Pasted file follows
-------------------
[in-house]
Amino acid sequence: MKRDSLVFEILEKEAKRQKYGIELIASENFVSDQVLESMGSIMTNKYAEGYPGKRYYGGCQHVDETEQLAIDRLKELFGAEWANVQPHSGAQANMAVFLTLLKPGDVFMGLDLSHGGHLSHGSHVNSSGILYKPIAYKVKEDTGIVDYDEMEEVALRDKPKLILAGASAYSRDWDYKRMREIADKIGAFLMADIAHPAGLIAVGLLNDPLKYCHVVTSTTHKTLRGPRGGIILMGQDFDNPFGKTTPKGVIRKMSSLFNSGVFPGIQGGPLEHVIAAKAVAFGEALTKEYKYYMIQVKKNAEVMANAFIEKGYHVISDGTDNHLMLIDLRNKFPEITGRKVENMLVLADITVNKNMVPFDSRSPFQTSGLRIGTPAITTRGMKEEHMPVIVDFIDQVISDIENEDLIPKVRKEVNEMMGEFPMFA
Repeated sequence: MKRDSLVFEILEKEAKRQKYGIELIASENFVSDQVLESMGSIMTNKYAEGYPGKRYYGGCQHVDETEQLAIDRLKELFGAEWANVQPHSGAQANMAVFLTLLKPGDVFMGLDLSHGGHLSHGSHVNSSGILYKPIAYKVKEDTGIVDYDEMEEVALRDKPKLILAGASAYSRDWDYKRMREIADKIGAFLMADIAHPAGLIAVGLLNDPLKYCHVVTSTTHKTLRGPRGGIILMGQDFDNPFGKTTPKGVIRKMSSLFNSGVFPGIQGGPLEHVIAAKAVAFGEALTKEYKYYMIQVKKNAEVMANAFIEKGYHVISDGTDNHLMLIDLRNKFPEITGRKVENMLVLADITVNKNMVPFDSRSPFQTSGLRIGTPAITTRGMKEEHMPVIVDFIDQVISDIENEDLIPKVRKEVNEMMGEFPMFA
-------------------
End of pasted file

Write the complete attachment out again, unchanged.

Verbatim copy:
[in-house]
Amino acid sequence: MKRDSLVFEILEKEAKRQKYGIELIASENFVSDQVLESMGSIMTNKYAEGYPGKRYYGGCQHVDETEQLAIDRLKELFGAEWANVQPHSGAQANMAVFLTLLKPGDVFMGLDLSHGGHLSHGSHVNSSGILYKPIAYKVKEDTGIVDYDEMEEVALRDKPKLILAGASAYSRDWDYKRMREIADKIGAFLMADIAHPAGLIAVGLLNDPLKYCHVVTSTTHKTLRGPRGGIILMGQDFDNPFGKTTPKGVIRKMSSLFNSGVFPGIQGGPLEHVIAAKAVAFGEALTKEYKYYMIQVKKNAEVMANAFIEKGYHVISDGTDNHLMLIDLRNKFPEITGRKVENMLVLADITVNKNMVPFDSRSPFQTSGLRIGTPAITTRGMKEEHMPVIVDFIDQVISDIENEDLIPKVRKEVNEMMGEFPMFA
Repeated sequence: MKRDSLVFEILEKEAKRQKYGIELIASENFVSDQVLESMGSIMTNKYAEGYPGKRYYGGCQHVDETEQLAIDRLKELFGAEWANVQPHSGAQANMAVFLTLLKPGDVFMGLDLSHGGHLSHGSHVNSSGILYKPIAYKVKEDTGIVDYDEMEEVALRDKPKLILAGASAYSRDWDYKRMREIADKIGAFLMADIAHPAGLIAVGLLNDPLKYCHVVTSTTHKTLRGPRGGIILMGQDFDNPFGKTTPKGVIRKMSSLFNSGVFPGIQGGPLEHVIAAKAVAFGEALTKEYKYYMIQVKKNAEVMANAFIEKGYHVISDGTDNHLMLIDLRNKFPEITGRKVENMLVLADITVNKNMVPFDSRSPFQTSGLRIGTPAITTRGMKEEHMPVIVDFIDQVISDIENEDLIPKVRKEVNEMMGEFPMFA